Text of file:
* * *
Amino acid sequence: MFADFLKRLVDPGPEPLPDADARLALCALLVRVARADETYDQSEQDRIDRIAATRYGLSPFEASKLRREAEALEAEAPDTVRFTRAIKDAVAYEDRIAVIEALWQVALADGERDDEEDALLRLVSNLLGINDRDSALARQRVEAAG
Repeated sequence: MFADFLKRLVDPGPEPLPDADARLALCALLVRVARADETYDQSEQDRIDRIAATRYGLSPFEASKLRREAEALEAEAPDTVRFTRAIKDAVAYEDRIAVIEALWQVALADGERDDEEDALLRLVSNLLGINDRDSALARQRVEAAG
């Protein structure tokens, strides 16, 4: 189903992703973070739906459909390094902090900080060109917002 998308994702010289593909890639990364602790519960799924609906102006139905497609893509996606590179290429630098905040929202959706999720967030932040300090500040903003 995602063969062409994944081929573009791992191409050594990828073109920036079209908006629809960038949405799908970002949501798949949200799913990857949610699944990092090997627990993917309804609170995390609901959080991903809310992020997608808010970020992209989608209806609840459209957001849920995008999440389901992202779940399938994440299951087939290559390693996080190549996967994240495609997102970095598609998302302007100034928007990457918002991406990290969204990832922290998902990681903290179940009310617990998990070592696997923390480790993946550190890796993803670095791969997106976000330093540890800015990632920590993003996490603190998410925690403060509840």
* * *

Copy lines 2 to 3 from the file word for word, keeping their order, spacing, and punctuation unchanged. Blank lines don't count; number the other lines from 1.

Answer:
Repeated sequence: MFADFLKRLVDPGPEPLPDADARLALCALLVRVARADETYDQSEQDRIDRIAATRYGLSPFEASKLRREAEALEAEAPDTVRFTRAIKDAVAYEDRIAVIEALWQVALADGERDDEEDALLRLVSNLLGINDRDSALARQRVEAAG
């Protein structure tokens, strides 16, 4: 189903992703973070739906459909390094902090900080060109917002 998308994702010289593909890639990364602790519960799924609906102006139905497609893509996606590179290429630098905040929202959706999720967030932040300090500040903003 995602063969062409994944081929573009791992191409050594990828073109920036079209908006629809960038949405799908970002949501798949949200799913990857949610699944990092090997627990993917309804609170995390609901959080991903809310992020997608808010970020992209989608209806609840459209957001849920995008999440389901992202779940399938994440299951087939290559390693996080190549996967994240495609997102970095598609998302302007100034928007990457918002991406990290969204990832922290998902990681903290179940009310617990998990070592696997923390480790993946550190890796993803670095791969997106976000330093540890800015990632920590993003996490603190998410925690403060509840």